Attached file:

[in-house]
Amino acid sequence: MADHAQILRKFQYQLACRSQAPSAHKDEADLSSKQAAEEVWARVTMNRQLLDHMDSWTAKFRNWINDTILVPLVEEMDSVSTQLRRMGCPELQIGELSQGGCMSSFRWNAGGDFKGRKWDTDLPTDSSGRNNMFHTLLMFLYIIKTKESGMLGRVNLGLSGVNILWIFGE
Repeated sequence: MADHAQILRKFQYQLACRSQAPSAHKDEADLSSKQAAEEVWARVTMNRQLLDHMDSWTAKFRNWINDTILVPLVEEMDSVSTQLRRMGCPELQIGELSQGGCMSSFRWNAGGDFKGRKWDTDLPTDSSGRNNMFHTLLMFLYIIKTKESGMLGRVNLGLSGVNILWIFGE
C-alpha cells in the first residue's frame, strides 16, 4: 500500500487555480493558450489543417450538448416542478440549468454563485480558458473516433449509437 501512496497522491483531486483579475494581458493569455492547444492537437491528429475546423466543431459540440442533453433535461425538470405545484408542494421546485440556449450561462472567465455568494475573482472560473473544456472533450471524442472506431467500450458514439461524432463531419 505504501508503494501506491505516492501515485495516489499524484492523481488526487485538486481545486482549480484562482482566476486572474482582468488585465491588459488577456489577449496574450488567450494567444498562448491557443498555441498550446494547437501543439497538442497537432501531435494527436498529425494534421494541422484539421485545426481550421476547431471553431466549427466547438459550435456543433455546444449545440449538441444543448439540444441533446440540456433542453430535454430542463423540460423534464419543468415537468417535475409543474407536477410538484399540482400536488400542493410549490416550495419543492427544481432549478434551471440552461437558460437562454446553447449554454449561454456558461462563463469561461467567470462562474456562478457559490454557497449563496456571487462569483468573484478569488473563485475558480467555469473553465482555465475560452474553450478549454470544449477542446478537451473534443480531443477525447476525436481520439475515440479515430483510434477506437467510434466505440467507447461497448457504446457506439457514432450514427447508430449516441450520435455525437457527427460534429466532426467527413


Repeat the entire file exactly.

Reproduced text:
[in-house]
Amino acid sequence: MADHAQILRKFQYQLACRSQAPSAHKDEADLSSKQAAEEVWARVTMNRQLLDHMDSWTAKFRNWINDTILVPLVEEMDSVSTQLRRMGCPELQIGELSQGGCMSSFRWNAGGDFKGRKWDTDLPTDSSGRNNMFHTLLMFLYIIKTKESGMLGRVNLGLSGVNILWIFGE
Repeated sequence: MADHAQILRKFQYQLACRSQAPSAHKDEADLSSKQAAEEVWARVTMNRQLLDHMDSWTAKFRNWINDTILVPLVEEMDSVSTQLRRMGCPELQIGELSQGGCMSSFRWNAGGDFKGRKWDTDLPTDSSGRNNMFHTLLMFLYIIKTKESGMLGRVNLGLSGVNILWIFGE
C-alpha cells in the first residue's frame, strides 16, 4: 500500500487555480493558450489543417450538448416542478440549468454563485480558458473516433449509437 501512496497522491483531486483579475494581458493569455492547444492537437491528429475546423466543431459540440442533453433535461425538470405545484408542494421546485440556449450561462472567465455568494475573482472560473473544456472533450471524442472506431467500450458514439461524432463531419 505504501508503494501506491505516492501515485495516489499524484492523481488526487485538486481545486482549480484562482482566476486572474482582468488585465491588459488577456489577449496574450488567450494567444498562448491557443498555441498550446494547437501543439497538442497537432501531435494527436498529425494534421494541422484539421485545426481550421476547431471553431466549427466547438459550435456543433455546444449545440449538441444543448439540444441533446440540456433542453430535454430542463423540460423534464419543468415537468417535475409543474407536477410538484399540482400536488400542493410549490416550495419543492427544481432549478434551471440552461437558460437562454446553447449554454449561454456558461462563463469561461467567470462562474456562478457559490454557497449563496456571487462569483468573484478569488473563485475558480467555469473553465482555465475560452474553450478549454470544449477542446478537451473534443480531443477525447476525436481520439475515440479515430483510434477506437467510434466505440467507447461497448457504446457506439457514432450514427447508430449516441450520435455525437457527427460534429466532426467527413